Ahh, just the thought of this makes my mouth water. The English call this “sour Thai soup.” Tom yam kung, or tom yam goong, is the version that contains prawns and straw mushroom. This soup is so appetizing that you just can’t stop eating it despite your eyes tearing and your nose running.
The basic ingredients of this soup are similar to those of the red curry paste. The taste is mostly derived from a combination of the flavors from lemongrass, galangal, lime leaves, shallots, and fish sauce. This soup is very healthy because it does not involve any frying. The ingredients are boiled in the soup, so all their healthy goodness is absorbed into the soup.
Some people have it as a starter to kick-start an awesome Thai meal. In my country, this is served as a main dish with fragrant steamed white rice as a side dish.
I have read that this soup can help to reduce the risk of cancer. Studies have shown that the Thai seem to suffer less from digestive tract cancers compared to other nationalities. Researchers believe that this is due to the ingredients used in tom yam, which inhibit cancerous tumor growth more effectively than other foods.
#5 Pad Thai
I’m sure that this dish does not need any introduction. I’ve never come across a Thai restaurant that does not serve this.
A one-dish-meal, pad thai’s main ingredient, the flat-noodles, are made from rice, which contains lower carbs than flour-based noodles. Other typical ingredients are onions, green onions, bean sprouts, and fried tofu seasoned with fish sauce during the stir-frying process. Some versions might be on the sweeter side as the chef might add sugar. Crushed peanuts are used to garnish the dish before serving.
I like to squeeze some lime juice over it, and then mix it well before digging in. The tangy taste works very well with it.
#6 Laap or Larp
This is a refreshing meat salad that has Laotian origins. The Thai in the northern regions usually use either pork or chicken, which is seasoned with spices like cumin, star anise, cloves, cinnamon, and ground dried chillis. Apparently, this dish can be eaten raw, but I have never tried this version.
#7 Green Curry
Another one of my favorite dishes, this herbal yet spicy hot curry is like no other curry. This is due to the combination of herbs used in the green curry paste, balanced with the taste of fresh coconut milk.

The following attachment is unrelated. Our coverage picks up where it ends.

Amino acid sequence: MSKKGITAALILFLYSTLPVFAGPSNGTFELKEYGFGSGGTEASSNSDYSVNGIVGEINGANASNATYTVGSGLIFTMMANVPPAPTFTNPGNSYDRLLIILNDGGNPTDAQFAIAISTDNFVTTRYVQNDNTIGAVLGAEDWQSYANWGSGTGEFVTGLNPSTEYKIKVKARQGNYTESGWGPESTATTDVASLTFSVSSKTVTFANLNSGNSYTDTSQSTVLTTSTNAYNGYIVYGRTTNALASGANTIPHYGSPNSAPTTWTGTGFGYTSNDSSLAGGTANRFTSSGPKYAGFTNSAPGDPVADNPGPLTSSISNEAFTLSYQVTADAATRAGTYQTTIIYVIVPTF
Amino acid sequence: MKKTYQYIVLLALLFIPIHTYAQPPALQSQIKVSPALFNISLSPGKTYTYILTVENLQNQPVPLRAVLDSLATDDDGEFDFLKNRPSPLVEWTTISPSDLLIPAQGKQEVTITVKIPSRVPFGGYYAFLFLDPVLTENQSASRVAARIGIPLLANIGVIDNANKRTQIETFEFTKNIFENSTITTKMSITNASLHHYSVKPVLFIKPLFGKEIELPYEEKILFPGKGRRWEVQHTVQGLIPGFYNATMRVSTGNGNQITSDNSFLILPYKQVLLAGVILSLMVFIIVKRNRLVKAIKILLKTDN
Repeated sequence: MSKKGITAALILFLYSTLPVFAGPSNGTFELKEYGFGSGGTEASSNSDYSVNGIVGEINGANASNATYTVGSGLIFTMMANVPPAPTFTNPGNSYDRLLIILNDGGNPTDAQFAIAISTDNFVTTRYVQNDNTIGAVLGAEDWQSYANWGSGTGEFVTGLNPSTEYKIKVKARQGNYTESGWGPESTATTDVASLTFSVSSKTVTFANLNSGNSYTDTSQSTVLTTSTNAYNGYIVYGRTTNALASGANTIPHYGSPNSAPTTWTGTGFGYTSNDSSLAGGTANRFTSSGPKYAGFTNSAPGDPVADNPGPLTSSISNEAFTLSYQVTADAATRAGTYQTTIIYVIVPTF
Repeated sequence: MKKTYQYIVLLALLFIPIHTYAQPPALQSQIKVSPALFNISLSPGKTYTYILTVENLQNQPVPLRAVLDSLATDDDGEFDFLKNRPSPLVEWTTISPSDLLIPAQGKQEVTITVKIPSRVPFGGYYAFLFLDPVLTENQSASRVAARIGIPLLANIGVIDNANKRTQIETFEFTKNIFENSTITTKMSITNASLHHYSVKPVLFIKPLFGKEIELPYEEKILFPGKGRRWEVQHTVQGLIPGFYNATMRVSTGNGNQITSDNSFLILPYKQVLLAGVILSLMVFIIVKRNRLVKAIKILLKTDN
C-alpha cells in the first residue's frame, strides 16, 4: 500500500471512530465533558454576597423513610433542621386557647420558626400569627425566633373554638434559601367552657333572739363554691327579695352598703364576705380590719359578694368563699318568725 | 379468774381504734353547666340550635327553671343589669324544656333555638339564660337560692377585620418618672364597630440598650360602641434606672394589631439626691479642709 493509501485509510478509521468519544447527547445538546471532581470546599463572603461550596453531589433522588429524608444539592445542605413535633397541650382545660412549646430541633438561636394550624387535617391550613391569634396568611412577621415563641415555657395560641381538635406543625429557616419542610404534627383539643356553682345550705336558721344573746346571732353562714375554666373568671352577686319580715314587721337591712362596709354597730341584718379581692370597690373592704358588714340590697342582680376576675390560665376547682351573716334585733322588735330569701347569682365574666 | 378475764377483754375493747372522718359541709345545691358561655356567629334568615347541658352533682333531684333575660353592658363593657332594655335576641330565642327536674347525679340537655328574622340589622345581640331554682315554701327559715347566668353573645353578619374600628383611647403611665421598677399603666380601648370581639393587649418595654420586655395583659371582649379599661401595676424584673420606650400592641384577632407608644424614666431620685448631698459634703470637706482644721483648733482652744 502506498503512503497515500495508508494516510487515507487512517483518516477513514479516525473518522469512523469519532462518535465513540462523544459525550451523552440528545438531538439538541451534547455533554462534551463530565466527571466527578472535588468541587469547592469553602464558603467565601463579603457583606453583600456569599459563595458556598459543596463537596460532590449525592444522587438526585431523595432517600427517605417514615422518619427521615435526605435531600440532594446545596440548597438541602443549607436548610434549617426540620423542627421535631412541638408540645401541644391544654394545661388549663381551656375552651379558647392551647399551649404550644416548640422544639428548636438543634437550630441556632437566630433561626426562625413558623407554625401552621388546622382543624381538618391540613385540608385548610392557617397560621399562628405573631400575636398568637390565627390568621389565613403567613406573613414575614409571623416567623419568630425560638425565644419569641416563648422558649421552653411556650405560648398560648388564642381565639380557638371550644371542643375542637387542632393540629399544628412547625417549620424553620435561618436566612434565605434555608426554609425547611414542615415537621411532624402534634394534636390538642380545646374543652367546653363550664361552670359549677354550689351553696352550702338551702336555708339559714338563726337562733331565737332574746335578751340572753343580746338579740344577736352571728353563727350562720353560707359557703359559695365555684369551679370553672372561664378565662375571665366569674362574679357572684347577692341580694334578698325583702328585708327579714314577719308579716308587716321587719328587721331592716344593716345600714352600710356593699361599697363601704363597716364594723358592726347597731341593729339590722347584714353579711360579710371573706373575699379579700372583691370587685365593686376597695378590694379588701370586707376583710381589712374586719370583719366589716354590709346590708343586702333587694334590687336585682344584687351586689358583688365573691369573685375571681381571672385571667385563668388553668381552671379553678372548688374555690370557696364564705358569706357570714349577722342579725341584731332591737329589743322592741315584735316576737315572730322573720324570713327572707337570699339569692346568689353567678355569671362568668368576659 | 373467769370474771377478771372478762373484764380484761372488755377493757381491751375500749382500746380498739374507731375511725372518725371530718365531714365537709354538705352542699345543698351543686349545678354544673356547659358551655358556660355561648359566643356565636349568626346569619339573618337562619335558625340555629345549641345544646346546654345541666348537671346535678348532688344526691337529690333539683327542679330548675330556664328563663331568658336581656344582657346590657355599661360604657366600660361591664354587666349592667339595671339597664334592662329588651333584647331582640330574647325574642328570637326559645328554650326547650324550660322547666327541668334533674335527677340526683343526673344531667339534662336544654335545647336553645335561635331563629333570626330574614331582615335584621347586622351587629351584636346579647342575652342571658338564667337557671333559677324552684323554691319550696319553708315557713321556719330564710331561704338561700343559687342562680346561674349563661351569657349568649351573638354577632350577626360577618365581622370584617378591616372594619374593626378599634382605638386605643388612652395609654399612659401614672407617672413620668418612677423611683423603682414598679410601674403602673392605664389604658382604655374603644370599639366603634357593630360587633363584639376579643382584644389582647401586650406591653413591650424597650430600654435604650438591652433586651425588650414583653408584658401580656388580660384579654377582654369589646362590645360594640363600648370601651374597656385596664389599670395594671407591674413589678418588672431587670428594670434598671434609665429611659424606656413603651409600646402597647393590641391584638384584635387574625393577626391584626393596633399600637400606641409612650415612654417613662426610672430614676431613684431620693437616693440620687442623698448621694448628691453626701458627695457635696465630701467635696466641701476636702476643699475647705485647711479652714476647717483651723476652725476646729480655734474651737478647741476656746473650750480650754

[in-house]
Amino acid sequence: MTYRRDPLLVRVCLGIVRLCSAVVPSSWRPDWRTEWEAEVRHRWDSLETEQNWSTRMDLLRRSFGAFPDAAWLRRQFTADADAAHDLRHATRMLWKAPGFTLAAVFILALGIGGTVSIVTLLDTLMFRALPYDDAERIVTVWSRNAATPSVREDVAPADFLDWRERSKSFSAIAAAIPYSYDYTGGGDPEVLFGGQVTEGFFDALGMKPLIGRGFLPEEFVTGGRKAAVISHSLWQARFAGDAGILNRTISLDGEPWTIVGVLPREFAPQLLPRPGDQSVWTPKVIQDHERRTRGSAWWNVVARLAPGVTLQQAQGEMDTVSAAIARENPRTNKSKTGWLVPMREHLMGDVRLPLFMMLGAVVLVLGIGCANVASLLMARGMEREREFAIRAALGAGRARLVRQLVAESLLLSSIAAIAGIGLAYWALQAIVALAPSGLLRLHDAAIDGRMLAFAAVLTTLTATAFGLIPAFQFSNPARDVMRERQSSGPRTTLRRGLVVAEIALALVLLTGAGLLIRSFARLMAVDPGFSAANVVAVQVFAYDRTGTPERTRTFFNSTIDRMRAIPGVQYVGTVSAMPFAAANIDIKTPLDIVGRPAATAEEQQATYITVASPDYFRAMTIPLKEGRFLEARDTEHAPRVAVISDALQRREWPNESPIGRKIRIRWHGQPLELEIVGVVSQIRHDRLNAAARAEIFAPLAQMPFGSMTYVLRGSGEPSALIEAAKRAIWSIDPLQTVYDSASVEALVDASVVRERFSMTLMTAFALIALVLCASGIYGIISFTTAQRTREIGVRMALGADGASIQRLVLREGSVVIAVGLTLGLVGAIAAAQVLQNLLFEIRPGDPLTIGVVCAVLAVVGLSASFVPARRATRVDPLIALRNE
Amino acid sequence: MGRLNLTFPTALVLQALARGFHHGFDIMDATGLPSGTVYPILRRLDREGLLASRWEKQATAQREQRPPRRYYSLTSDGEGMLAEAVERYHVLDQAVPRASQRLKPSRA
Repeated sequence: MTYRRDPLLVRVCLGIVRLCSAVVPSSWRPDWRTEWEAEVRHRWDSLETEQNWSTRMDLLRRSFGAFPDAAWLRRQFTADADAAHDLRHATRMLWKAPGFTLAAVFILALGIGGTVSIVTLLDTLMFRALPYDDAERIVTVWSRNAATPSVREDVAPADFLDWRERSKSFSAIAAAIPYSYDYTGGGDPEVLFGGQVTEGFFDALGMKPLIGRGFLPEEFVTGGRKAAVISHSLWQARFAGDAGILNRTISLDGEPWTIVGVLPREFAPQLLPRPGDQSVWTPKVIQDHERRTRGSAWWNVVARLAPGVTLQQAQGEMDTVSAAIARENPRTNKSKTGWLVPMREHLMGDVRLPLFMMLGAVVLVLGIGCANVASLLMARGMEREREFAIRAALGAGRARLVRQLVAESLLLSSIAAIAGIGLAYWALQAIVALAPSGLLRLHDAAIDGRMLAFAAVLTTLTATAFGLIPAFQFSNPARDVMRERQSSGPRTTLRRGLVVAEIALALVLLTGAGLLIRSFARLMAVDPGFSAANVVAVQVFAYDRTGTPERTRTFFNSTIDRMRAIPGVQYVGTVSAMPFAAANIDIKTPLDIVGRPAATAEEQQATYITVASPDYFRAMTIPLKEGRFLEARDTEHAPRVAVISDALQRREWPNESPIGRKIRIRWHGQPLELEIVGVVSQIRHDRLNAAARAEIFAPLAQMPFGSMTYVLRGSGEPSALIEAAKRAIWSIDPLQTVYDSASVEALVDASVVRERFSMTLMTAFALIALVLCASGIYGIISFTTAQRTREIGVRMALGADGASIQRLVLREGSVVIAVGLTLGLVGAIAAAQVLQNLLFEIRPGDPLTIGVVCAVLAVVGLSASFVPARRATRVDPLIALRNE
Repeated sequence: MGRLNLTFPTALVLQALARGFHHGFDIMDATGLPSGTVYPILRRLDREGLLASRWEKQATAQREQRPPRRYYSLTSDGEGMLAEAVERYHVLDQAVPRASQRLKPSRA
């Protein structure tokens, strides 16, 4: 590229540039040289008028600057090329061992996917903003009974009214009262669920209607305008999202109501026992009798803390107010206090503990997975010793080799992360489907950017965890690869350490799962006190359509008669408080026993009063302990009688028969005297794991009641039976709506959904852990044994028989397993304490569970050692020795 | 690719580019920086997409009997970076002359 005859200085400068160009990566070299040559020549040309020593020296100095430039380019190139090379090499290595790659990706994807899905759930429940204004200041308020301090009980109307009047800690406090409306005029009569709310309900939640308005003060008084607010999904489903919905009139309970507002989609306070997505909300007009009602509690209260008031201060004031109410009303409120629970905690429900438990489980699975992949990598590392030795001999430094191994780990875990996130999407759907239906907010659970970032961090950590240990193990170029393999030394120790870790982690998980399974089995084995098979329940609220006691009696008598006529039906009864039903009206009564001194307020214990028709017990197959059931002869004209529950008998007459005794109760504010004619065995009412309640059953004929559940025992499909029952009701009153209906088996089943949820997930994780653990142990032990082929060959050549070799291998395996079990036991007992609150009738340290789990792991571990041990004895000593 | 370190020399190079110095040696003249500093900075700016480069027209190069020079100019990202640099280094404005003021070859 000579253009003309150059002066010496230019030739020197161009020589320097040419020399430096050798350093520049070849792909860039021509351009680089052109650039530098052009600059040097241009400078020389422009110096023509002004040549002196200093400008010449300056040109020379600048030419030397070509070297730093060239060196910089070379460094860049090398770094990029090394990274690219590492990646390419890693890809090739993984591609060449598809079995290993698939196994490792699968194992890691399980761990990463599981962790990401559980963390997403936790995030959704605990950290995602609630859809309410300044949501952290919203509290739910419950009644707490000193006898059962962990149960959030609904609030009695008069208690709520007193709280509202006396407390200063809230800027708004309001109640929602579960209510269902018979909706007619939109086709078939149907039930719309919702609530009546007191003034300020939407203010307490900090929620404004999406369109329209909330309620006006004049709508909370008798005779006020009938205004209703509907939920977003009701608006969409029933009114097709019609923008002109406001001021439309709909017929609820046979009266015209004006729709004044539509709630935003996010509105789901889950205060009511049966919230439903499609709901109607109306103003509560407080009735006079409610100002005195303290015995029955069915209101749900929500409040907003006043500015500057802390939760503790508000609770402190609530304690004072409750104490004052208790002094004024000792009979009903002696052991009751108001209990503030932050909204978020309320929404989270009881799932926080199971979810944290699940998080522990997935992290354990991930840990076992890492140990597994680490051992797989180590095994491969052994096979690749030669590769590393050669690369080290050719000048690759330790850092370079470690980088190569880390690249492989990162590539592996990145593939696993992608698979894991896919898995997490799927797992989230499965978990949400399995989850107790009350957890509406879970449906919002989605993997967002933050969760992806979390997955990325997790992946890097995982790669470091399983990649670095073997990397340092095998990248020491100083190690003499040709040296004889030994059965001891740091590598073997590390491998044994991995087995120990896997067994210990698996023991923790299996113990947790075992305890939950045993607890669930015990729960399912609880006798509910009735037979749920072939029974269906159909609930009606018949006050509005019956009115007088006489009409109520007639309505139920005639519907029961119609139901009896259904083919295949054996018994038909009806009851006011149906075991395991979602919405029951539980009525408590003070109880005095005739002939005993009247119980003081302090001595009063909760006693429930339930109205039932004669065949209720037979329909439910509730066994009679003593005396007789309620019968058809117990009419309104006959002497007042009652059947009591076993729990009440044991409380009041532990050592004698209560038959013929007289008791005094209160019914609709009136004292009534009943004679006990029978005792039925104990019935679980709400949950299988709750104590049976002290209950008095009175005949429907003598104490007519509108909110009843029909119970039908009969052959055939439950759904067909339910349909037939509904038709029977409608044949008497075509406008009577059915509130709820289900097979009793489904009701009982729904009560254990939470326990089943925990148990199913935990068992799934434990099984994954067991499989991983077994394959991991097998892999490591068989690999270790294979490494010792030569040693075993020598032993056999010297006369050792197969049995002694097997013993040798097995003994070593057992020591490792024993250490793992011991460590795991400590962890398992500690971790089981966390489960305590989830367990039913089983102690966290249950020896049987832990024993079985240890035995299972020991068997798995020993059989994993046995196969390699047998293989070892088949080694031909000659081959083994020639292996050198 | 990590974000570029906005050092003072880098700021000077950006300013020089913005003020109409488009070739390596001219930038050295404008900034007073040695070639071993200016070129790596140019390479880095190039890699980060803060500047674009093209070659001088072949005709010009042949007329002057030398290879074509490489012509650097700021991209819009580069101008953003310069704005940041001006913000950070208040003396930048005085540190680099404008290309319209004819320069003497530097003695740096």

In most Thai restaurants, chicken is the meat ingredient of the green curry dish. However, I find that fish or seafood work very well with green curry, too.
In the video link below, Greg cooks up a green curry dish with beef. His recipe is very easy to follow, which is why I’d like to share it with you.
Tip: For an extra refreshing flavor, you might want to add fresh Thai basil leaves as a garnish before serving.
#8 Water Morning Glory
We’re not talking about the purple flower. This is a leafy plant with hollow green stems and delicate leaves that is semi-aquatic and can be found all across South-East Asia. It is called “pak boong” in Thai, and is sometimes referred to as water spinach.
This vegetable is usually stir-fried with garlic, oyster sauce, shrimp paste, or red chilli paste. It’s easy to eat, and some studies have found that it can help in lowering blood sugar levels.
#9 Thai Fried Rice or Khao Phat
This unpretentious rice dish is typically eaten as a one-dish lunch. It consists of Thai rice fried with eggs, onions, and some herbs. Some fancy restaurants might add crab meat or prawns.
Some people like to have this dish as a side dish with other Thai curry dishes. Personally, I like it served with the stir-fried water morning glory with chilli and shrimp paste.
#10 Mango Rice Pudding
Last but not least, I must mention this heavenly Thai dessert. The rice pudding is made of glutinous (sticky) rice cooked with sweetened coconut milk. It is then served at room temperature or chilled with ripe mango.
So, has your mouth started watering yet?
I hope you enjoy this list of introductory Thai food recipes – especially if you’re new to this cuisine. If it gets too spicy hot, a good tip is to have a glass of cold milk handy as this will neutralize the burn of the spices. Good luck and enjoy.